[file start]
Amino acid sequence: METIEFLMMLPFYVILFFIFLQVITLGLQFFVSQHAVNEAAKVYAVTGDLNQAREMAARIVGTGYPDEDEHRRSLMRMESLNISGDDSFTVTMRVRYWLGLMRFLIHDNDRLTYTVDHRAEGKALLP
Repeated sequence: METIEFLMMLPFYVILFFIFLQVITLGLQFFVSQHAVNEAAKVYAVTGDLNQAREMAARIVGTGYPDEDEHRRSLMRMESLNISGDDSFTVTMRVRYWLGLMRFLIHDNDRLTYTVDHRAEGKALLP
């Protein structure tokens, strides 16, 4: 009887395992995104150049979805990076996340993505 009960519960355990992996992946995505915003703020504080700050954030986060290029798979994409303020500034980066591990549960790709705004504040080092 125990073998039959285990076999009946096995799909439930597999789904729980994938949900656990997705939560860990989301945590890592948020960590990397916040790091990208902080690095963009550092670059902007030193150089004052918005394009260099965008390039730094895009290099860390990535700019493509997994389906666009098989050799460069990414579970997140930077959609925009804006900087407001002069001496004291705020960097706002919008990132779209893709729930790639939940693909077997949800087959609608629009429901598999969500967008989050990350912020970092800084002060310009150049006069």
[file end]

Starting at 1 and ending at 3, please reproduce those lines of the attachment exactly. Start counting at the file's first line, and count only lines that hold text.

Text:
Amino acid sequence: METIEFLMMLPFYVILFFIFLQVITLGLQFFVSQHAVNEAAKVYAVTGDLNQAREMAARIVGTGYPDEDEHRRSLMRMESLNISGDDSFTVTMRVRYWLGLMRFLIHDNDRLTYTVDHRAEGKALLP
Repeated sequence: METIEFLMMLPFYVILFFIFLQVITLGLQFFVSQHAVNEAAKVYAVTGDLNQAREMAARIVGTGYPDEDEHRRSLMRMESLNISGDDSFTVTMRVRYWLGLMRFLIHDNDRLTYTVDHRAEGKALLP
């Protein structure tokens, strides 16, 4: 009887395992995104150049979805990076996340993505 009960519960355990992996992946995505915003703020504080700050954030986060290029798979994409303020500034980066591990549960790709705004504040080092 125990073998039959285990076999009946096995799909439930597999789904729980994938949900656990997705939560860990989301945590890592948020960590990397916040790091990208902080690095963009550092670059902007030193150089004052918005394009260099965008390039730094895009290099860390990535700019493509997994389906666009098989050799460069990414579970997140930077959609925009804006900087407001002069001496004291705020960097706002919008990132779209893709729930790639939940693909077997949800087959609608629009429901598999969500967008989050990350912020970092800084002060310009150049006069």